FRANKFORT — Scott Jennings, a former political aide to George W. Bush with deep Kentucky ties, figures prominently in a new federal report that says the Bush White House violated a federal law that prohibits public money from being used to influence elections.
The report, released Monday by the U.S. Office of Special Counsel, said Bush's White House Office of Political Affairs violated the federal Hatch Act by using government employees and tax dollars to help Republican candidates win elections.
Jennings, now the campaign manager for Kentucky Senate President David Williams' gubernatorial bid, is named throughout the report in his former role as deputy director of the Office of Political Affairs. The office was led by Karl Rove.
Darshan Sheth, a spokesman for the U.S. Office of Special Counsel, said Jennings is not subject to any penalty because he no longer is a federal employee.
Sheth also said his office will not be making any referrals about its investigation to the U.S. Justice Department for possible prosecution.
Jennings said in a statement he was "extremely disappointed" in the findings. He said he performed his job duties according to instructions from the White House Counsel's Office, "which offered plain, written advice that my position exempted me from the requirements of the Hatch Act."
Spokesman Sheth noted the report on page 15 says Jennings was exempt from the Hatch Act's "proscription against engaging in political activity while on duty or in a federal workplace," but some political appointees were not.
The report also states: "OSC concludes that by virtue of their positions, the OPA director and deputy director, as well as some White House liaisons who required political appointees to attend the briefings, violated the Hatch Act's prohibition against using their official authority or influence to affect the result of an election."
Jennings said he "fully cooperated" with the investigation and submitted to questioning three years ago. He called it "a partisan witch hunt" that was "politically motivated from the outset."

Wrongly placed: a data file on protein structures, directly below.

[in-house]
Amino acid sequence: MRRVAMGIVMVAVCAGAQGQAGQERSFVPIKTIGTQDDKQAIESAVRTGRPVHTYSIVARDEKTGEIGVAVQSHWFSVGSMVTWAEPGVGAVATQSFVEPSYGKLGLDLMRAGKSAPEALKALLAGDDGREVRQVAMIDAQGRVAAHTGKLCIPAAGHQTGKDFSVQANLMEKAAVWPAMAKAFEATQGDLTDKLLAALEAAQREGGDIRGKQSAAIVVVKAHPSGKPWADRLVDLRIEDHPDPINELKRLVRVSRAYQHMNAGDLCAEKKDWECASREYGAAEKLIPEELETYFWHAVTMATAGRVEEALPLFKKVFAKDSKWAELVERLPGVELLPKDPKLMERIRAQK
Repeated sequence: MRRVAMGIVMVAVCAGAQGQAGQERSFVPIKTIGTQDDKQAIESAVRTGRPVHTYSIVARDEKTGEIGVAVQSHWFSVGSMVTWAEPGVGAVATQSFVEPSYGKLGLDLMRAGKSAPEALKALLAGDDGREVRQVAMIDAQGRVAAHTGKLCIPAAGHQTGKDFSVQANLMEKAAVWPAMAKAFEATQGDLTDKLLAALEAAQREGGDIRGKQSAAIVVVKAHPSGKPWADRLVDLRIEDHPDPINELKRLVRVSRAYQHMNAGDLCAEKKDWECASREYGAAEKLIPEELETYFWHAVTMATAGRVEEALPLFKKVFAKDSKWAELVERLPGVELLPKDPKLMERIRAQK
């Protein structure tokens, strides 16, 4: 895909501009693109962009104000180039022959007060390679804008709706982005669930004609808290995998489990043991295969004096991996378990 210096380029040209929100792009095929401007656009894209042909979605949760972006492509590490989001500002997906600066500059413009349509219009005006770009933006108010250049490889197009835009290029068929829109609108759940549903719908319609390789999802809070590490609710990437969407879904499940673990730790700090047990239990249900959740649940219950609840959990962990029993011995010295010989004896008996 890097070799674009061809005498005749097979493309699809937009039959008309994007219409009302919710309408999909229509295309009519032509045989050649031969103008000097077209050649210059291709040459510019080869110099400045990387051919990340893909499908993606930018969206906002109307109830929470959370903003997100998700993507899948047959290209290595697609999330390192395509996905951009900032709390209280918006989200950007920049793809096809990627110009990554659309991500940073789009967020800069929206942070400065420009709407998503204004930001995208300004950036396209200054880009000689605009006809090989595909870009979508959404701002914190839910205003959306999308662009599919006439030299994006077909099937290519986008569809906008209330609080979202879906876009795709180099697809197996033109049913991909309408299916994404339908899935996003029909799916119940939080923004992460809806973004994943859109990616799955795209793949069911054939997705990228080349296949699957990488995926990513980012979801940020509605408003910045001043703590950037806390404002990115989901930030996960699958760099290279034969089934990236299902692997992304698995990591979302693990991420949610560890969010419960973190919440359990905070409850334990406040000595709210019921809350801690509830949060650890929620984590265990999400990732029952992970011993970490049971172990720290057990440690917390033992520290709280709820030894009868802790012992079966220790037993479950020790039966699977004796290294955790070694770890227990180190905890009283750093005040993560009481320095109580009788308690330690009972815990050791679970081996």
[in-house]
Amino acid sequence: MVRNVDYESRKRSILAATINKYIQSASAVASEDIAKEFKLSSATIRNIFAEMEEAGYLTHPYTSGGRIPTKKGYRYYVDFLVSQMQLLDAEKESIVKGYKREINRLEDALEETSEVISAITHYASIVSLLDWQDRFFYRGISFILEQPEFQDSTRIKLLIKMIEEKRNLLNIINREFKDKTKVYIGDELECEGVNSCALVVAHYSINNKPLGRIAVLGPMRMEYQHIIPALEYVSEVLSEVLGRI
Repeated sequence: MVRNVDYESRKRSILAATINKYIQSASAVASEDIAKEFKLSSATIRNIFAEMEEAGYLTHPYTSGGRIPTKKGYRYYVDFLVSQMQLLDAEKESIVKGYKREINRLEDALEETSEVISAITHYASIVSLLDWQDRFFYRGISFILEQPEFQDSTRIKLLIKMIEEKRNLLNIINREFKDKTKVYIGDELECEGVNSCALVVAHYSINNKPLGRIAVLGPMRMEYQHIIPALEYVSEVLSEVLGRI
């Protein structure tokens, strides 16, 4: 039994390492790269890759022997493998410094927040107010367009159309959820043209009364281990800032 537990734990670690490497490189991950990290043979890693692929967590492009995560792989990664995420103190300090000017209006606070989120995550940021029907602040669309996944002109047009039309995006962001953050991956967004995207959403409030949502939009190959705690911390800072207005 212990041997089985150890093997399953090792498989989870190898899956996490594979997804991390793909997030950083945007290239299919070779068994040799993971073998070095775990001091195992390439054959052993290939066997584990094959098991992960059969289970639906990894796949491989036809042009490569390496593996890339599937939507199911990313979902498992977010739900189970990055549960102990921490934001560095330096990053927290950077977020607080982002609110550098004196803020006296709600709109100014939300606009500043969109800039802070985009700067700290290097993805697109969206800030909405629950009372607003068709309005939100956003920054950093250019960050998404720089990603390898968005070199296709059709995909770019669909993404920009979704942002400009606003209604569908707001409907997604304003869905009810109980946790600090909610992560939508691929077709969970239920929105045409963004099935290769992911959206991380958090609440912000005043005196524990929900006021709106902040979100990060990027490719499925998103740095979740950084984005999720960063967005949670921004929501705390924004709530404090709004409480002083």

The Bush administration "acted no differently than any of its predecessors or its successor," Jennings said.
The report noted that previous White House administrations had carried on similar activities for decades.
Kentucky Democratic Party chairman Dan Logsdon, in a statement about the report, said, "The width and depth of the actions detailed in this report are startling ... ."
He added: "David Williams needs to know that bringing experts in D.C.-style corruption to Frankfort is not the way to earn the trust of the people of Kentucky."
Jennings, in response to the Kentucky Democratic Party statement released by Logsdon, said: "I will debate your feckless, spineless and otherwise useless chairman at any time and in any place about the accomplishments and agenda of Steve Beshear. This debate will take approximately 10 seconds, as Mr. Logsdon will have nothing to offer."
Williams issued no comment about the federal report. Neither did the campaign of Bobbie Holsclaw, another GOP candidate for governor.
David Adams, the campaign manager for Phil Moffett, another candidate in the May GOP primary election for governor, said in an e-mail, "Two sides of the political ruling class squabbling over who steals more from the public is just another partisan game the people can't win."
The 112-page report by the Office of Special Counsel paints a picture of the White House Office of Political Affairs as a political machine.
It says the investigation began with a "complaint that, among other things, then-OPA Deputy Director J. Scott Jennings conducted a political briefing at the U.S. General Services Administration."
The report gives specifics in which government workers directed resources and tax dollars to activities that included Republican fund-raising, political briefings and get-out-the-vote efforts.